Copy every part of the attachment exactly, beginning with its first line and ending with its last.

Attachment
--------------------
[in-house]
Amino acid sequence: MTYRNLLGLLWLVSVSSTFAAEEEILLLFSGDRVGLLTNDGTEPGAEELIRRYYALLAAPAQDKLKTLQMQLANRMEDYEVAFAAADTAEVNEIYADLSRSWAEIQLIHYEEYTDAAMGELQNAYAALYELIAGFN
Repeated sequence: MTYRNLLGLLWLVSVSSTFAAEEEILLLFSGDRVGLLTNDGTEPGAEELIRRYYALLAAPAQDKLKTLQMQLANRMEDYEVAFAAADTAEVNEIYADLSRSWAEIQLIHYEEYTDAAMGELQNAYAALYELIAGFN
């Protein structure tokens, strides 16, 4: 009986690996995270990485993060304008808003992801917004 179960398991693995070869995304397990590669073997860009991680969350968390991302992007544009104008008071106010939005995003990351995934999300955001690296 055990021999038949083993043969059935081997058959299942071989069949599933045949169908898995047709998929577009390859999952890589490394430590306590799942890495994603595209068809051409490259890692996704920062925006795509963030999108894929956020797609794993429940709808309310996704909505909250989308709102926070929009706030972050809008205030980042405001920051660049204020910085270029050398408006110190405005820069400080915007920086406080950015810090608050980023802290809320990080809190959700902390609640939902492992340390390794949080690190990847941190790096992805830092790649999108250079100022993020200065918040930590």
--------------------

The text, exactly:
[in-house]
Amino acid sequence: MTYRNLLGLLWLVSVSSTFAAEEEILLLFSGDRVGLLTNDGTEPGAEELIRRYYALLAAPAQDKLKTLQMQLANRMEDYEVAFAAADTAEVNEIYADLSRSWAEIQLIHYEEYTDAAMGELQNAYAALYELIAGFN
Repeated sequence: MTYRNLLGLLWLVSVSSTFAAEEEILLLFSGDRVGLLTNDGTEPGAEELIRRYYALLAAPAQDKLKTLQMQLANRMEDYEVAFAAADTAEVNEIYADLSRSWAEIQLIHYEEYTDAAMGELQNAYAALYELIAGFN
């Protein structure tokens, strides 16, 4: 009986690996995270990485993060304008808003992801917004 179960398991693995070869995304397990590669073997860009991680969350968390991302992007544009104008008071106010939005995003990351995934999300955001690296 055990021999038949083993043969059935081997058959299942071989069949599933045949169908898995047709998929577009390859999952890589490394430590306590799942890495994603595209068809051409490259890692996704920062925006795509963030999108894929956020797609794993429940709808309310996704909505909250989308709102926070929009706030972050809008205030980042405001920051660049204020910085270029050398408006110190405005820069400080915007920086406080950015810090608050980023802290809320990080809190959700902390609640939902492992340390390794949080690190990847941190790096992805830092790649999108250079100022993020200065918040930590």